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Thermophysical Property Correlations Provided By Dippr

Thermophysical Property Correlations Provided By Dippr The "Design Institute for Physical Properties" (DIPPR) an industry technology alliance of the American Institute of Chemical Engineers (AIChE) has done some great research on thermophysical properties of hundreds of compounds and the research continues for adding more compounds in the DIPPR 801 database.

Most of the times when a reliable and renowned simulation software is available it makes it easy for the chemical engineer to do any flowsheeting or sizing calculations by selecting the 'property package" and providing the composition of the compound as an input.

However, advanced simulation software is a costly proposition and many small engineering companies or free lance engineers find it beyond their reach to buy a license for such simulation software. Since thermophysical properties are the starting point for driving any process design engineering activities any information on how to obtain the thermophysical properties should prove useful. I am going to present several equations on some desired thermophysical properties which should go a long way in helping the chemical engineering community.

For liquids the equations are based at the vapor pressure or saturation boundary. All of these equations are temperature dependent and are given as an algebraic equation with constants. The equation and constants are provided as an attached MS-Excel worksheet. Only a limited number of compounds are considered which are frequently encountered in the upstream oil and gas. The temperature applicability range for the given property is also provided.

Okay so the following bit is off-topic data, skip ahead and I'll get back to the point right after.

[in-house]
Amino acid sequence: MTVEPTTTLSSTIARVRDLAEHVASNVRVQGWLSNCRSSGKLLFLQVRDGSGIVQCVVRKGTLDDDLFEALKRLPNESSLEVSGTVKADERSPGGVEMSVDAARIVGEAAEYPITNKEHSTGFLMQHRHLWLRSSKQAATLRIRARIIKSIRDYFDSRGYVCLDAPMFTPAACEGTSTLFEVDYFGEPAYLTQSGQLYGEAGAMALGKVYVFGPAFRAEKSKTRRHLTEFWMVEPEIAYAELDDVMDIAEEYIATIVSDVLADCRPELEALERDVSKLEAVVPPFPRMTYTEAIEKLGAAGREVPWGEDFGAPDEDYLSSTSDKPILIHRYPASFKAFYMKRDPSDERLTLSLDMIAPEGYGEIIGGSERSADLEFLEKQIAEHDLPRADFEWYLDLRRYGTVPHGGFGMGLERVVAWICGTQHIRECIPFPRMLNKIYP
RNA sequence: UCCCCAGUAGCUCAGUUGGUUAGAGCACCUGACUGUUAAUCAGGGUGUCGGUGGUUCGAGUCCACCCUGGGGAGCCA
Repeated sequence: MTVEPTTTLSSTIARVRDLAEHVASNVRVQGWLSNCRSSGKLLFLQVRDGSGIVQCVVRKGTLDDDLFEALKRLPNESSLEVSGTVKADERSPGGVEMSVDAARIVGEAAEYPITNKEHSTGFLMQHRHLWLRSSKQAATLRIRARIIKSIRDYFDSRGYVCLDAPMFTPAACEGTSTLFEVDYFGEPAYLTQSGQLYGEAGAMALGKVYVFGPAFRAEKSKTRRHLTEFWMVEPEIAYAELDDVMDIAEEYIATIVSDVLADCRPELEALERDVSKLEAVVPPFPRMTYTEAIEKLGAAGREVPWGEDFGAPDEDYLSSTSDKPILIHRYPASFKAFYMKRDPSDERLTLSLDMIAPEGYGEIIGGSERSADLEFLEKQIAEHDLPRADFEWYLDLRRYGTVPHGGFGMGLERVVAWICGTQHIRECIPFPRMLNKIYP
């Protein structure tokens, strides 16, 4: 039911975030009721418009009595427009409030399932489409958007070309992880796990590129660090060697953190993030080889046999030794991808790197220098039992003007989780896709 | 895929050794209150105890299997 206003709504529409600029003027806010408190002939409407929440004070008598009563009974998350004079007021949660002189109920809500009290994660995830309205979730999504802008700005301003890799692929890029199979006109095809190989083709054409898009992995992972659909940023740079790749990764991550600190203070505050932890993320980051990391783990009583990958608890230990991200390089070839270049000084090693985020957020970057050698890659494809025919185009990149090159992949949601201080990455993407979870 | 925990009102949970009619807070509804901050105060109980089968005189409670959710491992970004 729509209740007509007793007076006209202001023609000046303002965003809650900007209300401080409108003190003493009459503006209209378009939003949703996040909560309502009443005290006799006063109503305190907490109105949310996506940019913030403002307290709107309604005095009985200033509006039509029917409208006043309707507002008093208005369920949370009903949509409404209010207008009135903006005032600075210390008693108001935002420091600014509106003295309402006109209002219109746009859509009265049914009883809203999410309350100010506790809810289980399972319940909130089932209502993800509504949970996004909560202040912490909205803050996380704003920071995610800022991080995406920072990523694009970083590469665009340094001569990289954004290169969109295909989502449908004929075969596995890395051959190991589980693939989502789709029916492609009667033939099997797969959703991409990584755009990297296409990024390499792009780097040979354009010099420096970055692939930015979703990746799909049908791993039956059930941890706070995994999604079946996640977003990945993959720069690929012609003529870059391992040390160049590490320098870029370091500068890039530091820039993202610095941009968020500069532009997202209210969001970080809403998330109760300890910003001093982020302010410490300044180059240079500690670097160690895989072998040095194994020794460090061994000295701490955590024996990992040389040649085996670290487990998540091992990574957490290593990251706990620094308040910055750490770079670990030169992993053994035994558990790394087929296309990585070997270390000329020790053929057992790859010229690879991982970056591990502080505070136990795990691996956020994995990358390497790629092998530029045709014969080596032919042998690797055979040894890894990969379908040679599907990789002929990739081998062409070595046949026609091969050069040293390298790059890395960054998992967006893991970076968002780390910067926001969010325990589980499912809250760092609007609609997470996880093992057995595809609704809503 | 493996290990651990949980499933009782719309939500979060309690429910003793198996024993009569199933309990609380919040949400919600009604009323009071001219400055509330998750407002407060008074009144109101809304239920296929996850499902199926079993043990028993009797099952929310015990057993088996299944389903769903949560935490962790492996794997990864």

While every effort has been made to provide an error free compilation, no warranty explicit or implicit is provided for the accuracy of the compiled data.

Readers of my blog are welcome to raise any questions. I will try to answer them to the best of my abilities.
Quick note from the admin: Download the file included with this blog entry in our File Library.  Note that the original version is attached to this blog entry.  Revision 2 has been moved to the File Library.  Changes in revision 2 includes the addition of the liquid and vapor thermal conductivity properties of a select list of compounds.


Attached Files

Amazing job, Ankur! As usual!!! Thank you very much!
Thanks Ankur !
Hi Ankur,
I was just in the process of making your Rev-0 as a spreadsheet calculator & then I saw your Rev-1. I know the pain you took to convert all the text data to digit (perticularly removing - dash & replacing it with -ve sign).
Thanks for the same.
thanx a lot Ankur
Hi Ankur,

how can i make sure that a Gas mixture ( hydrocarbon) will not condensate after cooling?Gas composites, pressure and temperature are known.
a scrubber is used before compressing and cooling. so actually there schould'nt be any water contained. should i nevertheless use mollier graph to make sure that there is no water condensed?

Thank you
Blue minded
May 03 2013 03:31 AM

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